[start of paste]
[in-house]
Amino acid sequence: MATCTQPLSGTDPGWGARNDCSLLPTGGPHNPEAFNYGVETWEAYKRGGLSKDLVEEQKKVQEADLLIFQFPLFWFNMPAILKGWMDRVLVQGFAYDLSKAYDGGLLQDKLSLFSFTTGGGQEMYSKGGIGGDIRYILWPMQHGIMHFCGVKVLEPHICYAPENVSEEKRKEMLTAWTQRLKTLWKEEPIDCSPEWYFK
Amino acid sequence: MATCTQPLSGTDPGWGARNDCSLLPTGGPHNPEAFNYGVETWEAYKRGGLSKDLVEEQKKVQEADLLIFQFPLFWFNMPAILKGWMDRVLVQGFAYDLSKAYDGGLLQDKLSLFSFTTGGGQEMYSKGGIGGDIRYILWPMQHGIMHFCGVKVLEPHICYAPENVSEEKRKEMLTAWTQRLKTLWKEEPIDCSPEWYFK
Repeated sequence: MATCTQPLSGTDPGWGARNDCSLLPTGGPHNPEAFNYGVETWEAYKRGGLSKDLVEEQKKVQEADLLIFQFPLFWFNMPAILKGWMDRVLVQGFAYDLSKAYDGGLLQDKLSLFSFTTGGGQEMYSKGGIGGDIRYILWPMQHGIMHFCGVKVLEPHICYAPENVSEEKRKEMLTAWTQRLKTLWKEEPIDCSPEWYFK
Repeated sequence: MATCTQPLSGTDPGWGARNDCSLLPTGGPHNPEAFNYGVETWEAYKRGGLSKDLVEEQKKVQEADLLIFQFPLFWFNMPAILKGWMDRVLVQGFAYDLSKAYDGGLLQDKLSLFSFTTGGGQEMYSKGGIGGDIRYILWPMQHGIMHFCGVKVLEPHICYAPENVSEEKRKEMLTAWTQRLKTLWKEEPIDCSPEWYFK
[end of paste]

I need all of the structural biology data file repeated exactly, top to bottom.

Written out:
[in-house]
Amino acid sequence: MATCTQPLSGTDPGWGARNDCSLLPTGGPHNPEAFNYGVETWEAYKRGGLSKDLVEEQKKVQEADLLIFQFPLFWFNMPAILKGWMDRVLVQGFAYDLSKAYDGGLLQDKLSLFSFTTGGGQEMYSKGGIGGDIRYILWPMQHGIMHFCGVKVLEPHICYAPENVSEEKRKEMLTAWTQRLKTLWKEEPIDCSPEWYFK
Amino acid sequence: MATCTQPLSGTDPGWGARNDCSLLPTGGPHNPEAFNYGVETWEAYKRGGLSKDLVEEQKKVQEADLLIFQFPLFWFNMPAILKGWMDRVLVQGFAYDLSKAYDGGLLQDKLSLFSFTTGGGQEMYSKGGIGGDIRYILWPMQHGIMHFCGVKVLEPHICYAPENVSEEKRKEMLTAWTQRLKTLWKEEPIDCSPEWYFK
Repeated sequence: MATCTQPLSGTDPGWGARNDCSLLPTGGPHNPEAFNYGVETWEAYKRGGLSKDLVEEQKKVQEADLLIFQFPLFWFNMPAILKGWMDRVLVQGFAYDLSKAYDGGLLQDKLSLFSFTTGGGQEMYSKGGIGGDIRYILWPMQHGIMHFCGVKVLEPHICYAPENVSEEKRKEMLTAWTQRLKTLWKEEPIDCSPEWYFK
Repeated sequence: MATCTQPLSGTDPGWGARNDCSLLPTGGPHNPEAFNYGVETWEAYKRGGLSKDLVEEQKKVQEADLLIFQFPLFWFNMPAILKGWMDRVLVQGFAYDLSKAYDGGLLQDKLSLFSFTTGGGQEMYSKGGIGGDIRYILWPMQHGIMHFCGVKVLEPHICYAPENVSEEKRKEMLTAWTQRLKTLWKEEPIDCSPEWYFK